Clemens, G. C. : The United States vs. Harmon. Argu- ment for defendant.

Hearing before Committee on Judiciary : House of Repre- sentatives, 69th Congress (1st session), on H. R. 10989, Apr. 27, 1926. To amend Sec. 245 of the Penal Laws. Serial 19. Also May 17, 1926, serial 19, Post. 2.

Hearing before Committee on Post Office and Post Roads : House of Representatives, 63rd Congress (3rd session) : “Exclusion of Certain Publications from the Mails.”

lord campbell’s act

Hansard: Parliamentary Debates. Volumes 145, 146, 147.

Campbell, Lord John: The Lives of r the Lord Chan-

cellors of England. 1849.

Hardcastle, Mrs. M. S.: Life of John, Lord Campbell, consisting of a selection from his autobiography, diary and letters. London, John Murray, 1881. Two Vol- umes.

Lord Brougham : On Lord Campbell’s Act in Law Mag- azine and Review (1857), Pp. 283 et seq.


To the Pure . . .


Mordell, Albert : Notorious Literary Attacks. 1926. Mencken, H. L. : A Book of Prefaces. 1917.

Moore, George: Avowals. 1919.

Moore, George: Memoirs of My Dead Life. Introduc- tion, 1907.

Bourne, Randolph: The History of a Literary Radical.


Graves, Robert: Lars Porsena, or The Future of Swear- ing and Improper Language. 1927.

Whibley, Charles : Studies in Frankness.

Bowman, James Cloyd (editor) : Contemporary Ameri-

can Criticism. 1926.

Macaulay, T. B. : Critical , Historical and Miscellaneous

Essays. See Essay on Leigh Hunt.

Harris, Frank: Contemporary Portraits. Second Series. 1919.

George, W. L. : Literary Chapters. 1918.

George, W. L. : Eddies of the Day.

Lippman, Walter: Men of Destiny. 1927.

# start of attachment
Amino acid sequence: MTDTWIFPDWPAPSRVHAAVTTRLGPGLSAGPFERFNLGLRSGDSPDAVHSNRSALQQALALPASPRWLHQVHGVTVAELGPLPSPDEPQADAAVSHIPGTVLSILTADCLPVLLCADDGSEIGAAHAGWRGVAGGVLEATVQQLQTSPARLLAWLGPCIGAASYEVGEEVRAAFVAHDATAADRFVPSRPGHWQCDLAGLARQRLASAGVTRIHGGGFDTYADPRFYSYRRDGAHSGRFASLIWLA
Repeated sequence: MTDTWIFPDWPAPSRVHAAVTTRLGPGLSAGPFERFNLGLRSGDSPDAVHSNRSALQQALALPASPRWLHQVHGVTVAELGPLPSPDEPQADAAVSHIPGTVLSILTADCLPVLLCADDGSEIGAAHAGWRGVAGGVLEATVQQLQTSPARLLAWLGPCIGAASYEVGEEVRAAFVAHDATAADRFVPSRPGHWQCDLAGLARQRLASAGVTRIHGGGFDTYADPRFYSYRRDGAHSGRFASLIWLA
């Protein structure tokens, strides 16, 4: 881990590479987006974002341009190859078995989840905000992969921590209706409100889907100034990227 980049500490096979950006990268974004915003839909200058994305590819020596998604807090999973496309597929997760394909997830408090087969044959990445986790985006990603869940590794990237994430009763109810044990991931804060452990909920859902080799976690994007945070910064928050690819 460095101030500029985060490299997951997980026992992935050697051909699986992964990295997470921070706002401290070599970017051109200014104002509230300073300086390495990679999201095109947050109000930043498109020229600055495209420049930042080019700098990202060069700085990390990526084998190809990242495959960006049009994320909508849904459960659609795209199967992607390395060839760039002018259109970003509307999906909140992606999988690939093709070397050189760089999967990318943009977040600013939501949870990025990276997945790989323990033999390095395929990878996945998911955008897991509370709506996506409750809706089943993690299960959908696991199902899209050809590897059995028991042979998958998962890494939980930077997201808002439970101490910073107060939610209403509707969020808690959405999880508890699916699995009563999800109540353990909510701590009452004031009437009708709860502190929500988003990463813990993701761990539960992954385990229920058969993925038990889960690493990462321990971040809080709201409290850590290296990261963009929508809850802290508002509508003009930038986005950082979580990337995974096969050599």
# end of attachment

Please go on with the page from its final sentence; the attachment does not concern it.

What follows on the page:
Canby, Henry Seidel : Definitions, Second Series. 1924. Erskine, John : The Literary Discipline. 1923.

Howells, William D. : Criticism and Fiction. 1891.

Drew, Elizabeth: The Modern Novel. 1926.

Sherman, Stuart P. : Points of View. 1924.

Twelve American Writers: The Novel of To-morrow

and the Scope of Fiction. 1922.

Johnson, R. Brimley: Moral Poison in Modern Fiction.


The University Magazine and Free Review: Vol. 5, pp.

337-51. Jan. 1, 1896. “Smith, the Censor.”

The Book Monthly: Vol. 14 (1919). “Mudie’s Seventy- Five-Not Out.”



Moore, George: “Apologia pro Scriptis Meis” in the Fortnightly Review, n. s. Vol. 112, p. 529.

Alexander, Mary: “The Rise and Decline of the Three- Volume Novel” in The Libraries Association Record, n. s. Vol. II, p. 150. London, 1924.

Lodge, Sir Oliver: “The Responsibility of Authors” in the Fortnightly Review, Vol. 93, p. 257, Feb. 1910.

Gosse, Sir Edmund : “The Censorship of Books” in the Living Age, Apr. 16, 1910.

Tennyson, Charles: “The Libraries Censorship” in the

Contemporary Review, Vol. 97, p. 476 (1910).

Moore, George : “The Freedom of the Pen : A Conver- sation with John L. Balderston” in the Fortnightly Review, Vol. 108, p. 539, Oct. 1917.

George Moore: Circulating Morality. Vizetelly & Co.,


Saintsbury, George: The English Novel. Pp. 263 et seq.

with reference to circulating libraries.


In addition to the German works already cited, see the following articles:

Slavonic Review: Vol. 4, p. 725. “The Index of the Soviet Inquisition.”

Devane, Rev. R. S., S. J. : “The Committee on Printed Matter” in The Irish Ecclesiastical Record: Oct.,

Nov., Dec., 1926.

Dufay, Pierre: “Le Proces de Fleurs du Mai” in Mer- cure de France, Apr. 1, 1921, Vol. 147.

Banville, Theodore de : “Fleurs du Mai” in Annales

Politiques, March 8, 1925.

Boyd, Ernest: “Adult or Infantile Censorship” in The

Dial, Vol. 70, p. 381-5, Apr. 1921.

Coffin, Victor: “Censorship and Literature under Na-

poleon I” in the American Historical Review, Vol. 22, p. 288 (1917).


To the Pure . . .

American Journal of International Law: Vol. 5, supple- ment July 1911, pp. 167 et seq.; Vol. 20, supplement, pp. 179-91, Oct. 1926: “International Conference for Sup- pression of Traffic in Obscene Literature.”

Lang, Andrew: “The Evolution of Literary Decency”

in The Book Lover, Number 5, Autumn 1900.


Talfourd, T. N. : Speech for the Defendant in the Queen vs. Moxon. 1841.

Schroeder, Theodore : Constitutional Free Speech De-

fined and Defended in an Unfinished Argument in a Case of Blasphemy. Free Speech League, N. Y., 1919.

Report of the Emergency Committee Organized to Pro- test against the Suppression of James Branch Cabell’s Jurgen: Jurgen and the Censor. N. Y. 1919.

Holt, Guy (editor) : Jurgen and the Law. A state- ment, including the Court’s opinion, and the brief for the defendants on motion to direct an acquittal.

Auerbach, Joseph S. : Oral Argument Against the Sup-